The Queen Street Area Traffic Improvement Plan currently under review by borough and town officials is a 29-page draft report that outlines $1.89 million in traffic improvements to Queen Street, Glover Avenue, and Main Street. It is a testament to sq
The Queen Street Area Traffic Improvement Plan currently under review by borough and town officials is a 29-page draft report that outlines $1.89 million in traffic improvements to Queen Street, Glover Avenue, and Main Street. It is a testament to squeaky wheels: all the wheels (squeaky and otherwise), that roll along Queen Street much to the annoyance of the residents there; and those same persistent residents who have voiced their complaints with greater vehemence and urgency than have the residents of other neighborhoods with similar problems.
The title of the plan is an indication of just how much influence those residents have had on the process. The traffic problems addressed in the plan are problems that arise from Queen Streetâs proximity to a much busier and far more hazardous street, Main Street. Yet the Main Street crux of the problem becomes just a precinct of âThe Queen Street Areaâ in the report addressing traffic problems in the center of town. The emphasis of this effort has been clear from the outset: Queen Street is the main area of concern.
Perhaps the best evidence of this is the proposed creation of speed bumps, or âtraffic calming tables,â on the southern, residential portion of Queen Street. Unlike similar constructions proposed for the street in front of the middle school and the Meadow Street intersection on Glover Avenue, which seem to address pedestrian and motorist safety issues, these traffic impediments are not near crosswalks or intersections and are solely intended to slow traffic down, probably to the point of diverting it onto the already overburdened Main Street. These speed bumps will clearly identify Queen Street as a favored neighborhood, especially to the residents of Toddy Hill Road, or Boggs Hill Road, or Huntingtown Road, or any of the other winding cut-through residential roads rife with speeders. While these other roads have more blind turns and are frankly more dangerous than Queen Street, it is Queen Street that gets âtraffic calming tables.â Speeding on these other streets will be addressed byâ¦ what? Potholes? If we are serious about addressing Newtownâs worst speeding problems, we should probably take a wider view than a snapshot traffic study of âThe Queen Street Area.â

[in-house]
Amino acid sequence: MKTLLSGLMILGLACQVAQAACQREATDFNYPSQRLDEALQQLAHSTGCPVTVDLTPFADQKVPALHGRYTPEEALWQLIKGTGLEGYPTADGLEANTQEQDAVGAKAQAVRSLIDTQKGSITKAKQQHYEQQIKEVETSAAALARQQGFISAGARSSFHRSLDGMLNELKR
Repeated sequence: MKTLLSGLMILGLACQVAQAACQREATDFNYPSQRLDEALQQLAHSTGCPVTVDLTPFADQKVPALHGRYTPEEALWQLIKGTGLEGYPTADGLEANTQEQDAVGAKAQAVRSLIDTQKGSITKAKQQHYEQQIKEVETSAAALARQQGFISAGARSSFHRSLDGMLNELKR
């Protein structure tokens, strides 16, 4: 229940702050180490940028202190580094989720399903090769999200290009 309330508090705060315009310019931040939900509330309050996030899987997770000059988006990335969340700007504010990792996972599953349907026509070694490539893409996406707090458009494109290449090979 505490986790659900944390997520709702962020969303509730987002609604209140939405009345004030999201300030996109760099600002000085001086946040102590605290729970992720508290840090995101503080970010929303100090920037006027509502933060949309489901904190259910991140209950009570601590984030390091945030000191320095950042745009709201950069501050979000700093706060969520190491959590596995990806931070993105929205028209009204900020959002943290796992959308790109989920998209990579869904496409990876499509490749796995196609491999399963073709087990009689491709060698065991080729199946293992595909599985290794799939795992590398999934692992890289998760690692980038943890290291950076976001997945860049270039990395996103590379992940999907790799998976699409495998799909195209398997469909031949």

Traffic congestion and excessive speed should not be trivialized in Newtown. Too often, the two combine with lethal results. Some of the proposals included in the report by consultants Vollmer Associates, LLP, of Hamden, offer practical suggestions to quell the vehicular mayhem, especially at crosswalks where pedestrians venture into the fray and near the middle school where kids join the mix. But the proposed major transformation of Main Street in the area of the flagpole, where long established parking areas will disappear and an elongated stiletto-of-a-traffic island will be carved into the pavement at the base of the flagpole like a permanent shadow extending north, seems like gross overdesign. Traffic engineers, like all engineers, place a premium on innovation, and in the context of their training and expertise, this may look great. But as the saying goes, when the only tool in your toolbox is a hammer, every problem looks like a nail. Town and borough officials, in conjunction with the Police Commission, the townâs traffic authority, need to spend some more time thinking outside this particular toolbox before they commit the townâs aesthetic and treasure to this kind of innovation.